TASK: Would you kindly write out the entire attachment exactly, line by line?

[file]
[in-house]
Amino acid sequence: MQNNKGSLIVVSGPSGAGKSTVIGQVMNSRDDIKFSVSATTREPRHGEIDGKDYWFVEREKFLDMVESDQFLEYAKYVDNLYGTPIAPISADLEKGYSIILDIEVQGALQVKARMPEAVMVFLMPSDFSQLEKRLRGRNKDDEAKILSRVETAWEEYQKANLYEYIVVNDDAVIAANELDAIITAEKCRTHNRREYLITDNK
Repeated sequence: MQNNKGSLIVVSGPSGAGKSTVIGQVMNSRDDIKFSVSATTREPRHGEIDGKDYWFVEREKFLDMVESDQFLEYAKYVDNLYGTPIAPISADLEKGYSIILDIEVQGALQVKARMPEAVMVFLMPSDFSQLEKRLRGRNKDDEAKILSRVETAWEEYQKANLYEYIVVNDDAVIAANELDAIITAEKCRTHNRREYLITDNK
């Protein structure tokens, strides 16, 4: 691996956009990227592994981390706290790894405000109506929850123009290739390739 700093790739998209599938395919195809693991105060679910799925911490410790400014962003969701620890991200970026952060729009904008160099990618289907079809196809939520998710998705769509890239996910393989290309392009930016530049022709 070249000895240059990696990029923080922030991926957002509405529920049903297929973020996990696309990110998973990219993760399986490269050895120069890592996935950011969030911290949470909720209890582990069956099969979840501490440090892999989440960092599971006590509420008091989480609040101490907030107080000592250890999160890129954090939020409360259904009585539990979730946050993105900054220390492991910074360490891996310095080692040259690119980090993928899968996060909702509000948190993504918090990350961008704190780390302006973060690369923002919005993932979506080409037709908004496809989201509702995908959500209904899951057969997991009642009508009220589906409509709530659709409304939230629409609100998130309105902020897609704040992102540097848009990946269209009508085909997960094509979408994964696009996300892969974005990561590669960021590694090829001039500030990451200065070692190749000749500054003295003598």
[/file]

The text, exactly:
[in-house]
Amino acid sequence: MQNNKGSLIVVSGPSGAGKSTVIGQVMNSRDDIKFSVSATTREPRHGEIDGKDYWFVEREKFLDMVESDQFLEYAKYVDNLYGTPIAPISADLEKGYSIILDIEVQGALQVKARMPEAVMVFLMPSDFSQLEKRLRGRNKDDEAKILSRVETAWEEYQKANLYEYIVVNDDAVIAANELDAIITAEKCRTHNRREYLITDNK
Repeated sequence: MQNNKGSLIVVSGPSGAGKSTVIGQVMNSRDDIKFSVSATTREPRHGEIDGKDYWFVEREKFLDMVESDQFLEYAKYVDNLYGTPIAPISADLEKGYSIILDIEVQGALQVKARMPEAVMVFLMPSDFSQLEKRLRGRNKDDEAKILSRVETAWEEYQKANLYEYIVVNDDAVIAANELDAIITAEKCRTHNRREYLITDNK
């Protein structure tokens, strides 16, 4: 691996956009990227592994981390706290790894405000109506929850123009290739390739 700093790739998209599938395919195809693991105060679910799925911490410790400014962003969701620890991200970026952060729009904008160099990618289907079809196809939520998710998705769509890239996910393989290309392009930016530049022709 070249000895240059990696990029923080922030991926957002509405529920049903297929973020996990696309990110998973990219993760399986490269050895120069890592996935950011969030911290949470909720209890582990069956099969979840501490440090892999989440960092599971006590509420008091989480609040101490907030107080000592250890999160890129954090939020409360259904009585539990979730946050993105900054220390492991910074360490891996310095080692040259690119980090993928899968996060909702509000948190993504918090990350961008704190780390302006973060690369923002919005993932979506080409037709908004496809989201509702995908959500209904899951057969997991009642009508009220589906409509709530659709409304939230629409609100998130309105902020897609704040992102540097848009990946269209009508085909997960094509979408994964696009996300892969974005990561590669960021590694090829001039500030990451200065070692190749000749500054003295003598």